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War on Drugs was a set of policies adopted by the Nixon administration in 1971, following a tremendous growth of the local illegal drug market in the 1960s, in the aftermath of the Vietnam War (Duke & Gross, 2014). These policies were aimed to significantly increase penalties not only for drug dealers but also for everyone found guilty of illegal possession of drugs. The policies also provided the US government with rights to conduct interdictory actions towards potential drug markets as well as countries where drugs were coming from, namely Mexico. After more than 30 years, the War on Drugs did not reduce the domestic consumption of the aforementioned substances. In fact, the number of drugs imported into the USA every year increased from 19-25 tons in 1978 to 71-125 tons in 1984 (Cox & Cunningham, 2017). The number of people jailed for domestic consumption of drugs increased tenfold, causing dramatic prison overcrowding and significantly increasing the expenses for federal prison systems. The purpose of this paper is to analyze the policies adopted under the premise of the War on Drugs, analyze them using five theoretical models by Freiberg and Carson, and determine the reasons for their failure to improve the situation.
The Need for the War on Drugs
Although Nixon is famous for declaring War on Drugs and introducing the majority of the modern policies pertaining to drug use in the USA, he was not the first one to declare drugs the “enemy number one.” Anti-drug policies existed ever since the end of the 19th century. Some of the first federal laws to restrict the consumption and distribution of narcotics was the Harrison Narcotics Tax Act, adopted in late 1914. It was followed by the establishment of the Federal Bureau of Narcotics in 1930, the Uniform State Narcotic Drug Act in 1935, and the Marijuana tax act of 1937.
Officially, Nixon’s War on Drugs began after the end of the war in Vietnam, as many of the veterans returned home plagued by marijuana and heroin addiction. According to some sources, between 10% and 15% of all American servicemen had an addiction of some kind (Duke & Gross, 2014). Nixon declared drugs to be one of the greatest threats to the American nation and established the Drug Enforcement Administration as well as the Bureau of Narcotics and Dangerous Drugs. Some of the policies adopted under Nixon involved mandatory minimum sentences of 2 to 10 years just for the possession of illegal drugs.
Some of the sources within Nixon’s administration, however, indicate that the Drug War policies were not aimed at actually reducing the amount of drug-related crime and improving the general welfare of the nation. Namely, John Ehrlichman, in his interview for Harper’s Magazine in 1994, stated that the primary reason for the War on Drugs was to disrupt left-wing supporters and black communities by associating them with drugs and arresting them for illegal possession (Duke & Ross, 2014).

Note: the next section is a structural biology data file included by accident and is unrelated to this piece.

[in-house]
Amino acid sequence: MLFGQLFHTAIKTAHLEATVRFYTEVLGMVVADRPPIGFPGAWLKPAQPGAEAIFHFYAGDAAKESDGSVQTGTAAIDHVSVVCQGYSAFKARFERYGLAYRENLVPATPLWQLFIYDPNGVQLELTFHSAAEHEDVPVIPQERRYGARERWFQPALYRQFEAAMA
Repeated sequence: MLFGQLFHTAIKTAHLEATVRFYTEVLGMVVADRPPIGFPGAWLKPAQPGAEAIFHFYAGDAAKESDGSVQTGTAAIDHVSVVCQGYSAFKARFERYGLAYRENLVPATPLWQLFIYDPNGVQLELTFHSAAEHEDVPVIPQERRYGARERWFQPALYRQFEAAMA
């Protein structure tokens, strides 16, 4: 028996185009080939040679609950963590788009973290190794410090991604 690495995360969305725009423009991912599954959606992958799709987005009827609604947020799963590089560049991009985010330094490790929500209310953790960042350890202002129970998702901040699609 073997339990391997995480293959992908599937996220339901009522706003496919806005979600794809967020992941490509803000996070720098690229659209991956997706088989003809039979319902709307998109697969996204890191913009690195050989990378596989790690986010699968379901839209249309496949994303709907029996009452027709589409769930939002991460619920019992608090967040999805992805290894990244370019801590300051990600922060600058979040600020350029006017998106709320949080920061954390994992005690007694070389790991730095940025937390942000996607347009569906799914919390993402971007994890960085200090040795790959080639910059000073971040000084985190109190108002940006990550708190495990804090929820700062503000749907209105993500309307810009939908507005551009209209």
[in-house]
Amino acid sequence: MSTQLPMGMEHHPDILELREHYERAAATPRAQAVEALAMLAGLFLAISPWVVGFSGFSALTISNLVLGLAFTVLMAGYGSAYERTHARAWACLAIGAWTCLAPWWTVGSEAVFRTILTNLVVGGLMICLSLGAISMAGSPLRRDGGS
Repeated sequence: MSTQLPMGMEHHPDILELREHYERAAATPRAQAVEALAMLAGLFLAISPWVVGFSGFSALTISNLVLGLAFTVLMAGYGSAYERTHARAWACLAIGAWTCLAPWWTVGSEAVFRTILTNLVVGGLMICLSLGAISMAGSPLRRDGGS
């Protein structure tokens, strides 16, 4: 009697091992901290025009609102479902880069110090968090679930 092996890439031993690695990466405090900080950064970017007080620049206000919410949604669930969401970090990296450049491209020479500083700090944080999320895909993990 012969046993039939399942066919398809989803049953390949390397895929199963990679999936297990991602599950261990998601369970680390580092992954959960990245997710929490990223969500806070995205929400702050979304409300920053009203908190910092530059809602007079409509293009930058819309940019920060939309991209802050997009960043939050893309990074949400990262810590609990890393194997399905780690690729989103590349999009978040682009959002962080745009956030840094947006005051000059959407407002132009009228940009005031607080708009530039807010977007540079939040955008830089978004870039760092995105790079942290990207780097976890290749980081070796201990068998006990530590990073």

The Basis for the War on Drugs Policies
According to Freiberg and Carson, there are five approaches, which drive policy development, implementation, and procedural decisions. These approaches are as follows:
- The knowledge-driven model. The approach bases the adoption of any given policy on substantial research and analysis performed in the field. In the case of the War on Drugs, very little research has been made, which rules out the possibility of it being based on the knowledge-driven model.
- The problem-solving model. This model prioritizes policy-making before research. Policies are aimed at solving particular problems, while research indicates whether they were successful or not. If we are to assume that the purpose of the War on Drugs was to reduce domestic drug consumption, then it was based on the problem-solving operational model.
- The interactive model. A combination of the two methods presented above. There is no evidence indicating that the War on Drugs was initiated after a long and complex process of interaction between researchers and policy-makers.
- The political model. Under this framework, the adoption of the policy was influenced by political processes in society. If we accept the mounting evidence indicating that the War on Drugs was a political maneuver to discredit minorities and political opponents, then the policy was based on the political model.
- Enlightenment model. An intricate framework, within which research helps frame the view in which the problem is being addressed by policymakers. The benefits of such a method are often indirect. There is no evidence indicating that the War on Drugs utilized the enlightenment model at its inception.
Who is Affected by the Policy?